Why insist on the singularity, can’t we do both? There’s nothing better than getting a piece of ass and then hanging out enjoyably until it’s time to get some more ass.

          1. One could do both and many have. One can also do neither.

            A woman stumbles out of an alley, she’s layered and filth, drunk, and smells very offensively of urine: Are you thinking about screwing her?

            People have standards. Some standards are more strict than others.

      4. I don’t have Weinstein-like power to bring to the table.

        That in itself implies a degree of power brokerage going on, distinct from any allegations of sexual assault. I mean isn’t it amazing these allegations are mostly confined to the rich and powerful? I doubt there would be a 20 year gap in recounting how the local wino was sexually vulgar.

        And taken into context of the supposed college campus rape epidemic (strange how most of the high profile cases seemingly proved something different), and much of this takes on the flavor of a witch hunt. O’ to what ends?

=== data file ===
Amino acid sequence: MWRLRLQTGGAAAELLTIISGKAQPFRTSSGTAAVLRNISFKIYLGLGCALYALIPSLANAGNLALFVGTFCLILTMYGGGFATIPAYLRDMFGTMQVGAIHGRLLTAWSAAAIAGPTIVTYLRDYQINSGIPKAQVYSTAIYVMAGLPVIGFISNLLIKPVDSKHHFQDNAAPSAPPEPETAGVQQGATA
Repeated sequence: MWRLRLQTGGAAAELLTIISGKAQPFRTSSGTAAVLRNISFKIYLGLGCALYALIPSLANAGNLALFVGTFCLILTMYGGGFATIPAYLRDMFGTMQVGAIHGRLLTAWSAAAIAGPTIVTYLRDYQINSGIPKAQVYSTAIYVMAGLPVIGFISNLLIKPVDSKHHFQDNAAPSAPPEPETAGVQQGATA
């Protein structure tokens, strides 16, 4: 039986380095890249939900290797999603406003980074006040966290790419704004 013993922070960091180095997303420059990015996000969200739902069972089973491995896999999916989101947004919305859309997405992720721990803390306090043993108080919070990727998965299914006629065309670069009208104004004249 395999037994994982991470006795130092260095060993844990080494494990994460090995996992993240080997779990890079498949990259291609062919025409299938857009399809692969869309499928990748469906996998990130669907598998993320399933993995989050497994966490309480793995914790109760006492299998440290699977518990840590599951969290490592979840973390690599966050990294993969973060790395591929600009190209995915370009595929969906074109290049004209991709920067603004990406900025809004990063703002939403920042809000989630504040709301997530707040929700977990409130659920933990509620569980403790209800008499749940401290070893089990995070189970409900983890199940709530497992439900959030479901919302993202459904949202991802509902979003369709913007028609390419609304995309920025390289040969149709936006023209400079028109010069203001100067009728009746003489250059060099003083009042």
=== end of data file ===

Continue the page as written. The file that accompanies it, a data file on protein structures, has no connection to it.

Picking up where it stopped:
More telling is that much of this could be addressed by women initiating sexual relations, if we are talking about changing social mores, but that is seemingly off the table.

        Certainly there are loutish men, but there are loutish women as well, and #Me Too seems to be conveying something wholly different than the prevalence of sexual assault.

        1. “More telling is that much of this could be addressed by women initiating sexual relations, if we are talking about changing social mores, but that is seemingly off the table.”

          I guess it’s more appealing to women to expect a man to know ahead of time whether his advances will be welcomed prior to any interaction that would actually allow him to answer that question.